The current Memphis revival may yet be as short-lived as the original phenomenon but again it continues to stamp its eccentric optimism onto the pattern and colour palette. It certainly earns its place as one of the four inspirations underpinning the Newhey production development projects.
It is everything that pared back minimalism is not, yet somehow, they are managing to blend perfectly together.
In the 1980s, Memphis design celebrated an unrestricted creative exploration. It was a break with convention and routine – a refreshing banquet of colour.
Like many creative movements, Memphis was a reaction against the status quo. The 1950s/60s mid-century modern and 1970s minimalism were about structure and straight lines. To counter that, Sottsass centred the group’s thinking around “radical, funny, and outrageous” – essentially, disregarding what was considered in “good taste” at that time. The geometric shapes from Art Deco the colours of Pop Art and 1950s kitsch inspired their eccentric aesthetic. This second time around, designers are finding ways to blend the expected minimalism with the playful and optimistic.
Sottsass and The Memphis Group, established in Milan in 1981, questioned why things had to look a certain way. They expressed their style in radical, funny and outrageous design using unusual choices of colours, textures and materials.
In revisiting the style; the materials, originally a combination of natural and plastic, are now higher quality metals and marble making the look less kitsch. More technical production methods and higher-end materials have also increased the quality of the products themselves – but the retro appeal and rebellious spirit remains strong.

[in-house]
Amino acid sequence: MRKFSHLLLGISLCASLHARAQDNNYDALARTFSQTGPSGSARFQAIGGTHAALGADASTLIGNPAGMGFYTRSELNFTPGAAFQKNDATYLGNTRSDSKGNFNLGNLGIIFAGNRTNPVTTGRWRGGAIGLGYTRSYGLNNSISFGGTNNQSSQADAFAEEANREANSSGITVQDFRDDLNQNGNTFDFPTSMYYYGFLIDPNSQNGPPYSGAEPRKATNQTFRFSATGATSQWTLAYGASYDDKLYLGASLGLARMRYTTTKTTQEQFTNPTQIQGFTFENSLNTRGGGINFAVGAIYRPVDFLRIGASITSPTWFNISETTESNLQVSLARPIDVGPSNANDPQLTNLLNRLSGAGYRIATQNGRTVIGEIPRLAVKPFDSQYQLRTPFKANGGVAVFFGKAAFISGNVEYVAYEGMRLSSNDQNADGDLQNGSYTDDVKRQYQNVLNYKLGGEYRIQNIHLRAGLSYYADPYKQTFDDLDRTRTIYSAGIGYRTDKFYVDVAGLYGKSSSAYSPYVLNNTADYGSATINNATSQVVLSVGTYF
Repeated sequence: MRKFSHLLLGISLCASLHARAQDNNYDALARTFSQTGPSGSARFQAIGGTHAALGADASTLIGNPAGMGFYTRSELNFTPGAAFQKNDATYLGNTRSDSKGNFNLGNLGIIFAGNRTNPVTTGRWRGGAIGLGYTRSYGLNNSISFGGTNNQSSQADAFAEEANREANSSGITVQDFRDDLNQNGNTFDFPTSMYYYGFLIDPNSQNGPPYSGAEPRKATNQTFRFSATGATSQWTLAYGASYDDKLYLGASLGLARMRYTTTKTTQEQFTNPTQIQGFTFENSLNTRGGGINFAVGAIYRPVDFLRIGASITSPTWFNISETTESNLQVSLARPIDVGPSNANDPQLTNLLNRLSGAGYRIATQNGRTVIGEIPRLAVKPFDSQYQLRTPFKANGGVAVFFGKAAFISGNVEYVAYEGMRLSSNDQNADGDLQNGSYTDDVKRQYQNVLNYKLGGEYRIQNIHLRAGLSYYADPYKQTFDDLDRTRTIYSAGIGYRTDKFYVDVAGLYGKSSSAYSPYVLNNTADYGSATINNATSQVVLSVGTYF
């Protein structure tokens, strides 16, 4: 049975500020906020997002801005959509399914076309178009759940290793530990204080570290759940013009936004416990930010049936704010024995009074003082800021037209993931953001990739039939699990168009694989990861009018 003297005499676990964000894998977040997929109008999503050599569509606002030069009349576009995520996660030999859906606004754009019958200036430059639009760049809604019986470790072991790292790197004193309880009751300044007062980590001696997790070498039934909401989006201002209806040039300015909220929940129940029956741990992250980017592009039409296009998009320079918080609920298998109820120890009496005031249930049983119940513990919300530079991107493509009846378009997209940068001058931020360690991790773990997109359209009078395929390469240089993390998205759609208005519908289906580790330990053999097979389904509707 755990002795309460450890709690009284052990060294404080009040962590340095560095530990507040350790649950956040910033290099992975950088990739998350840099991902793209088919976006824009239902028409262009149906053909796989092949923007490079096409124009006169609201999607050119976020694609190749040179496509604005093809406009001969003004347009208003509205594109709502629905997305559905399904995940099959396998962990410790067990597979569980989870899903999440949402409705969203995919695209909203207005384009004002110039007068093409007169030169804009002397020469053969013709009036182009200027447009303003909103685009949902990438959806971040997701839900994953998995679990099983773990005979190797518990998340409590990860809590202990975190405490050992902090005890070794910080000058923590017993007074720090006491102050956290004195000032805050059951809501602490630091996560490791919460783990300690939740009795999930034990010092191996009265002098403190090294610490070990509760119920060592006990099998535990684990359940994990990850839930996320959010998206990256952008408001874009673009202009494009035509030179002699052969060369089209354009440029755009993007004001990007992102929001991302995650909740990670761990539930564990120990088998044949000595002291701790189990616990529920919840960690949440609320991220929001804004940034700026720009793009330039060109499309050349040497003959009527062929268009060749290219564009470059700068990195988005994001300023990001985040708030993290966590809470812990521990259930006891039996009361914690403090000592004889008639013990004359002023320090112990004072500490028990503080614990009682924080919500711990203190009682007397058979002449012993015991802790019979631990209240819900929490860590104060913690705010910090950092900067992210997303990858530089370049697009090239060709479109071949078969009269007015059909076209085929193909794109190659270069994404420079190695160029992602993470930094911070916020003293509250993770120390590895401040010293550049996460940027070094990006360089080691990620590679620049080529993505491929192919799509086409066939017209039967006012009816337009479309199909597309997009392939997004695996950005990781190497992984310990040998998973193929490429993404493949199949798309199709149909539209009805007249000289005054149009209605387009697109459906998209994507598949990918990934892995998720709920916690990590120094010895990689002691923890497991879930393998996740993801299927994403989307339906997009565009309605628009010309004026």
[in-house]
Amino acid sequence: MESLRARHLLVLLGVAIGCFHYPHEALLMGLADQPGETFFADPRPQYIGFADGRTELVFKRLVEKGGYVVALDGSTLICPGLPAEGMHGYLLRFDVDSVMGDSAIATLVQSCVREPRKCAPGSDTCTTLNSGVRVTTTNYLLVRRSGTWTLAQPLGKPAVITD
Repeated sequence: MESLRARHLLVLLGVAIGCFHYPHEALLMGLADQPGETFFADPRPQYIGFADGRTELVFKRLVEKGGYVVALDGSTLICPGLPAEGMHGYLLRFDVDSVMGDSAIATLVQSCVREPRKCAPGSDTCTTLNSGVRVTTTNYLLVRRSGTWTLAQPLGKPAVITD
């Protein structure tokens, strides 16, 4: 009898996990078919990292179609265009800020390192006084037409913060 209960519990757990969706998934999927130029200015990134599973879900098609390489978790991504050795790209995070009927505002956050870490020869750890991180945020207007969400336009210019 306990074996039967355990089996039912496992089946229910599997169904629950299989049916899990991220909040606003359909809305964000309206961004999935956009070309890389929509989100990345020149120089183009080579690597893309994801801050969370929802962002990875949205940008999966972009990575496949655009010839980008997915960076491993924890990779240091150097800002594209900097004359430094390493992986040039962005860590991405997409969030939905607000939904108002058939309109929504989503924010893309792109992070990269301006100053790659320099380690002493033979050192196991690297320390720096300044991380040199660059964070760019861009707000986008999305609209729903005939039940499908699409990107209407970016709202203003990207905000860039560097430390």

While the patterns and shapes can be recognised as the same handwriting, “Modern Memphis” has a more contemporary colour palette, where the brights are paired with pastels or earthy colours. Bold primary colours are tamed by earthy teals and soft pinks, tinted greys as well as the trademark graphic black-and-white.
Memphis-inspired vector patterns are a refreshing alter-ego to the textured and organic patterns which our other development stories of Tribe, Paint and Art will lead us to.
Younger designers that belong to a generation that didn’t live through it have come to the “Memphis style” as a point of inspiration. It has injected a freshness and fun into interiors… and we are ready for that.
The Memphis movement was a visual feast but also a way of thinking and collaborating. We can take more from the movement than just the “fad”. Rebellious thinkers encourage us all to take a little risk.
Let’s all be a little braver!